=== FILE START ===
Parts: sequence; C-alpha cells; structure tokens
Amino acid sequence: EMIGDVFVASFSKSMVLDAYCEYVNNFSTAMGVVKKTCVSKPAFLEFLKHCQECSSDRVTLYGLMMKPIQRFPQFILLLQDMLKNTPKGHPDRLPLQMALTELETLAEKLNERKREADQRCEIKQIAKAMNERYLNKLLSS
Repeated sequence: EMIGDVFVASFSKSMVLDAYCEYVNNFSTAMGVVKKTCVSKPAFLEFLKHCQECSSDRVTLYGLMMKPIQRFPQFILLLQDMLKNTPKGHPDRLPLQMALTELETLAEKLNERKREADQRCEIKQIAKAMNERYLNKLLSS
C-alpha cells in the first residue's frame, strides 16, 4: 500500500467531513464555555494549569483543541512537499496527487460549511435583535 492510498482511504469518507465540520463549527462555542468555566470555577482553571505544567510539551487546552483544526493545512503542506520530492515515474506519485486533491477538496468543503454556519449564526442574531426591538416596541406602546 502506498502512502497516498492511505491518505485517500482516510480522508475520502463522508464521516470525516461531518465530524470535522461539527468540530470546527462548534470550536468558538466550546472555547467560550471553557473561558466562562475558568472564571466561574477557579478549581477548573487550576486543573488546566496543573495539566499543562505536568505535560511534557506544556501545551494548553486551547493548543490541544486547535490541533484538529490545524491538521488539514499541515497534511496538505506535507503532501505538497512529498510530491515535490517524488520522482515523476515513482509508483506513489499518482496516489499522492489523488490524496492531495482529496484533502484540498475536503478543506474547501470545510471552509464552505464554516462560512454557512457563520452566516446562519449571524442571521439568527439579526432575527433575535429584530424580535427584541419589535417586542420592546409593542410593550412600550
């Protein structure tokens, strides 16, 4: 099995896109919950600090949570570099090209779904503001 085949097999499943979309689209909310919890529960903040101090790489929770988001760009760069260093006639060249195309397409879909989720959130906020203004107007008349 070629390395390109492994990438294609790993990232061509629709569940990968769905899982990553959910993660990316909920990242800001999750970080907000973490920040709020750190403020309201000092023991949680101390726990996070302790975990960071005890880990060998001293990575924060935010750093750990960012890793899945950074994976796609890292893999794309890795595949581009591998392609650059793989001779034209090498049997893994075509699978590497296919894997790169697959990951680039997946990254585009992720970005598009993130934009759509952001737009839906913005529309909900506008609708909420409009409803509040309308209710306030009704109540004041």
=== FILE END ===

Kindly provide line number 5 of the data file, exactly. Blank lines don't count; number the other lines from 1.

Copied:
């Protein structure tokens, strides 16, 4: 099995896109919950600090949570570099090209779904503001 085949097999499943979309689209909310919890529960903040101090790489929770988001760009760069260093006639060249195309397409879909989720959130906020203004107007008349 070629390395390109492994990438294609790993990232061509629709569940990968769905899982990553959910993660990316909920990242800001999750970080907000973490920040709020750190403020309201000092023991949680101390726990996070302790975990960071005890880990060998001293990575924060935010750093750990960012890793899945950074994976796609890292893999794309890795595949581009591998392609650059793989001779034209090498049997893994075509699978590497296919894997790169697959990951680039997946990254585009992720970005598009993130934009759509952001737009839906913005529309909900506008609708909420409009409803509040309308209710306030009704109540004041």